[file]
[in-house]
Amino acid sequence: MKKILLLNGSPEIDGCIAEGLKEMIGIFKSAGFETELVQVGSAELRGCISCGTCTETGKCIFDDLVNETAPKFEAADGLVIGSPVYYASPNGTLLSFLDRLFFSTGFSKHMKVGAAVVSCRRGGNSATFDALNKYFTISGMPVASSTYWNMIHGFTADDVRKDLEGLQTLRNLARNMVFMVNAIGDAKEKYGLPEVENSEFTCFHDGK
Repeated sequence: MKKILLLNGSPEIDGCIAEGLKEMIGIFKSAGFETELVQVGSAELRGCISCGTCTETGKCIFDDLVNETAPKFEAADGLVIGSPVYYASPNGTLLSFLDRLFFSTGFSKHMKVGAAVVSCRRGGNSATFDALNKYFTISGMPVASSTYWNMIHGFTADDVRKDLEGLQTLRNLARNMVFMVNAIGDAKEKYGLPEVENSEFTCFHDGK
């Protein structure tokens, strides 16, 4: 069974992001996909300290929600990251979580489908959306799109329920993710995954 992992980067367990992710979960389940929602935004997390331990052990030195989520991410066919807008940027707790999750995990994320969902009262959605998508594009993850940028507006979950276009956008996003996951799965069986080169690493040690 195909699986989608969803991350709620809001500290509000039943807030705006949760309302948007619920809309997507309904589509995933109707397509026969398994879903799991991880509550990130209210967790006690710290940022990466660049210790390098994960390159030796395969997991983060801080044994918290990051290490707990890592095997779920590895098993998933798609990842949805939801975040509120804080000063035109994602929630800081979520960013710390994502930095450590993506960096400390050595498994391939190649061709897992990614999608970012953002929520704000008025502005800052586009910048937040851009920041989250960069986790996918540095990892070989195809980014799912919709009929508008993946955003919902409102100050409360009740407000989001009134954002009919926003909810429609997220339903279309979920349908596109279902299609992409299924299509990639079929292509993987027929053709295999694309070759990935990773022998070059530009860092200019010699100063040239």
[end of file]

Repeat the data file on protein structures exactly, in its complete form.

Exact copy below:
[in-house]
Amino acid sequence: MKKILLLNGSPEIDGCIAEGLKEMIGIFKSAGFETELVQVGSAELRGCISCGTCTETGKCIFDDLVNETAPKFEAADGLVIGSPVYYASPNGTLLSFLDRLFFSTGFSKHMKVGAAVVSCRRGGNSATFDALNKYFTISGMPVASSTYWNMIHGFTADDVRKDLEGLQTLRNLARNMVFMVNAIGDAKEKYGLPEVENSEFTCFHDGK
Repeated sequence: MKKILLLNGSPEIDGCIAEGLKEMIGIFKSAGFETELVQVGSAELRGCISCGTCTETGKCIFDDLVNETAPKFEAADGLVIGSPVYYASPNGTLLSFLDRLFFSTGFSKHMKVGAAVVSCRRGGNSATFDALNKYFTISGMPVASSTYWNMIHGFTADDVRKDLEGLQTLRNLARNMVFMVNAIGDAKEKYGLPEVENSEFTCFHDGK
């Protein structure tokens, strides 16, 4: 069974992001996909300290929600990251979580489908959306799109329920993710995954 992992980067367990992710979960389940929602935004997390331990052990030195989520991410066919807008940027707790999750995990994320969902009262959605998508594009993850940028507006979950276009956008996003996951799965069986080169690493040690 195909699986989608969803991350709620809001500290509000039943807030705006949760309302948007619920809309997507309904589509995933109707397509026969398994879903799991991880509550990130209210967790006690710290940022990466660049210790390098994960390159030796395969997991983060801080044994918290990051290490707990890592095997779920590895098993998933798609990842949805939801975040509120804080000063035109994602929630800081979520960013710390994502930095450590993506960096400390050595498994391939190649061709897992990614999608970012953002929520704000008025502005800052586009910048937040851009920041989250960069986790996918540095990892070989195809980014799912919709009929508008993946955003919902409102100050409360009740407000989001009134954002009919926003909810429609997220339903279309979920349908596109279902299609992409299924299509990639079929292509993987027929053709295999694309070759990935990773022998070059530009860092200019010699100063040239």